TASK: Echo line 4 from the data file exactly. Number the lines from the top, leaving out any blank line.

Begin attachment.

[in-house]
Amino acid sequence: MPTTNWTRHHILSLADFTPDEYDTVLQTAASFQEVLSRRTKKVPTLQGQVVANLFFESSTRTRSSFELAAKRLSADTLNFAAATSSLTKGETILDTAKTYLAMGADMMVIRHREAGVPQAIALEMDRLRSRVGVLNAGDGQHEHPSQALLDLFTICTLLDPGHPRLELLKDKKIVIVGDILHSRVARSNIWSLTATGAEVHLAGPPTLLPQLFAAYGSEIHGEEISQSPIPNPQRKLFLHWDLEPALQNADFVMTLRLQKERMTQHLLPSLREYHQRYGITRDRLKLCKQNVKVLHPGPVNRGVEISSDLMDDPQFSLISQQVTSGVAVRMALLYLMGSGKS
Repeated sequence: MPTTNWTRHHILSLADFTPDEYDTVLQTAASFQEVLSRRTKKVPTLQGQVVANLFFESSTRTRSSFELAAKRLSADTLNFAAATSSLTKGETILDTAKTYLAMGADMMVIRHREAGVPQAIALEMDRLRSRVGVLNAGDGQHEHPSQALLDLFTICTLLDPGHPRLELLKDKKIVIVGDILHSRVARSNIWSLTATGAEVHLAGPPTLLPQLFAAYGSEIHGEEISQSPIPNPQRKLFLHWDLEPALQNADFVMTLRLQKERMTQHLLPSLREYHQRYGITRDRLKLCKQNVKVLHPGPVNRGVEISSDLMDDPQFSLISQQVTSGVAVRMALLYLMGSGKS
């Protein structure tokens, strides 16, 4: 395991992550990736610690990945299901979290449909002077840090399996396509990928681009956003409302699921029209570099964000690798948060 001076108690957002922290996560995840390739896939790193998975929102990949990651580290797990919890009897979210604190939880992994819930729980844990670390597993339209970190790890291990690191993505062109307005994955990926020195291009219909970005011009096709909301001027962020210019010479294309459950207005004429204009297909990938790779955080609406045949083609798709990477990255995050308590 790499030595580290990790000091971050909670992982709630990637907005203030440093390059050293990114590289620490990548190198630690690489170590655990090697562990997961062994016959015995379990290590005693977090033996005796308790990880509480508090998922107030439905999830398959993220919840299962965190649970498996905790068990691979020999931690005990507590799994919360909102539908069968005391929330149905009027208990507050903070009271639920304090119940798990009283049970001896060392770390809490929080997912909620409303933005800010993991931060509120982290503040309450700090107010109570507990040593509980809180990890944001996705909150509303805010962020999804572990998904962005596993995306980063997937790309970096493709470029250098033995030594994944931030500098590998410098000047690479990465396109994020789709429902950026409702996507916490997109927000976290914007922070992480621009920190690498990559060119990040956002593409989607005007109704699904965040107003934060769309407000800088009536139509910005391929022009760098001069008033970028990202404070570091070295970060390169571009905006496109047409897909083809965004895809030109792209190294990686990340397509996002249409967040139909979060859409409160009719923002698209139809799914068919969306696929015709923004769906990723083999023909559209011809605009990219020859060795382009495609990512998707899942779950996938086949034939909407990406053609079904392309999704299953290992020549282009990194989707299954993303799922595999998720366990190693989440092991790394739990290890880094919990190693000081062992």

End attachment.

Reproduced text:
């Protein structure tokens, strides 16, 4: 395991992550990736610690990945299901979290449909002077840090399996396509990928681009956003409302699921029209570099964000690798948060 001076108690957002922290996560995840390739896939790193998975929102990949990651580290797990919890009897979210604190939880992994819930729980844990670390597993339209970190790890291990690191993505062109307005994955990926020195291009219909970005011009096709909301001027962020210019010479294309459950207005004429204009297909990938790779955080609406045949083609798709990477990255995050308590 790499030595580290990790000091971050909670992982709630990637907005203030440093390059050293990114590289620490990548190198630690690489170590655990090697562990997961062994016959015995379990290590005693977090033996005796308790990880509480508090998922107030439905999830398959993220919840299962965190649970498996905790068990691979020999931690005990507590799994919360909102539908069968005391929330149905009027208990507050903070009271639920304090119940798990009283049970001896060392770390809490929080997912909620409303933005800010993991931060509120982290503040309450700090107010109570507990040593509980809180990890944001996705909150509303805010962020999804572990998904962005596993995306980063997937790309970096493709470029250098033995030594994944931030500098590998410098000047690479990465396109994020789709429902950026409702996507916490997109927000976290914007922070992480621009920190690498990559060119990040956002593409989607005007109704699904965040107003934060769309407000800088009536139509910005391929022009760098001069008033970028990202404070570091070295970060390169571009905006496109047409897909083809965004895809030109792209190294990686990340397509996002249409967040139909979060859409409160009719923002698209139809799914068919969306696929015709923004769906990723083999023909559209011809605009990219020859060795382009495609990512998707899942779950996938086949034939909407990406053609079904392309999704299953290992020549282009990194989707299954993303799922595999998720366990190693989440092991790394739990290890880094919990190693000081062992």